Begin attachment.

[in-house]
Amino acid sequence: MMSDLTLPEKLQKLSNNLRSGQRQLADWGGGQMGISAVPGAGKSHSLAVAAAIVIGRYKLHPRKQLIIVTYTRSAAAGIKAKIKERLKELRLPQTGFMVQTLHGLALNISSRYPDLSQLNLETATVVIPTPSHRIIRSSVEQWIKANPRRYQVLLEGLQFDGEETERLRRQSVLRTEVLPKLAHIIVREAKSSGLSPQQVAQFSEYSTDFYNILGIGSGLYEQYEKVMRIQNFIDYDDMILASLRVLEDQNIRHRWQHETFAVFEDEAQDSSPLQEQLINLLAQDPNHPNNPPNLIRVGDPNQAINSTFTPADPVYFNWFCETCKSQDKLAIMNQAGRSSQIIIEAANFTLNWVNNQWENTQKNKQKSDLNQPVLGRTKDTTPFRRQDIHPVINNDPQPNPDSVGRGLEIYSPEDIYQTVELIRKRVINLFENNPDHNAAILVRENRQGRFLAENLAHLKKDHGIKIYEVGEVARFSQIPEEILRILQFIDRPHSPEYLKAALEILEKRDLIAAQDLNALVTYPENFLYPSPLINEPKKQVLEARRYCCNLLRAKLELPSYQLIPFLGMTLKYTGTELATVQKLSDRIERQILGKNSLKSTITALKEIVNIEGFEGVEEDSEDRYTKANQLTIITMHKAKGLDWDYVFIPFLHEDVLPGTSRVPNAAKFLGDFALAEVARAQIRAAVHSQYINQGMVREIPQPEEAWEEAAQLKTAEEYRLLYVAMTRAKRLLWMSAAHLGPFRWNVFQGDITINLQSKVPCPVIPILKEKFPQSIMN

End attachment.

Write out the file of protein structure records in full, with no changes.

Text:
[in-house]
Amino acid sequence: MMSDLTLPEKLQKLSNNLRSGQRQLADWGGGQMGISAVPGAGKSHSLAVAAAIVIGRYKLHPRKQLIIVTYTRSAAAGIKAKIKERLKELRLPQTGFMVQTLHGLALNISSRYPDLSQLNLETATVVIPTPSHRIIRSSVEQWIKANPRRYQVLLEGLQFDGEETERLRRQSVLRTEVLPKLAHIIVREAKSSGLSPQQVAQFSEYSTDFYNILGIGSGLYEQYEKVMRIQNFIDYDDMILASLRVLEDQNIRHRWQHETFAVFEDEAQDSSPLQEQLINLLAQDPNHPNNPPNLIRVGDPNQAINSTFTPADPVYFNWFCETCKSQDKLAIMNQAGRSSQIIIEAANFTLNWVNNQWENTQKNKQKSDLNQPVLGRTKDTTPFRRQDIHPVINNDPQPNPDSVGRGLEIYSPEDIYQTVELIRKRVINLFENNPDHNAAILVRENRQGRFLAENLAHLKKDHGIKIYEVGEVARFSQIPEEILRILQFIDRPHSPEYLKAALEILEKRDLIAAQDLNALVTYPENFLYPSPLINEPKKQVLEARRYCCNLLRAKLELPSYQLIPFLGMTLKYTGTELATVQKLSDRIERQILGKNSLKSTITALKEIVNIEGFEGVEEDSEDRYTKANQLTIITMHKAKGLDWDYVFIPFLHEDVLPGTSRVPNAAKFLGDFALAEVARAQIRAAVHSQYINQGMVREIPQPEEAWEEAAQLKTAEEYRLLYVAMTRAKRLLWMSAAHLGPFRWNVFQGDITINLQSKVPCPVIPILKEKFPQSIMN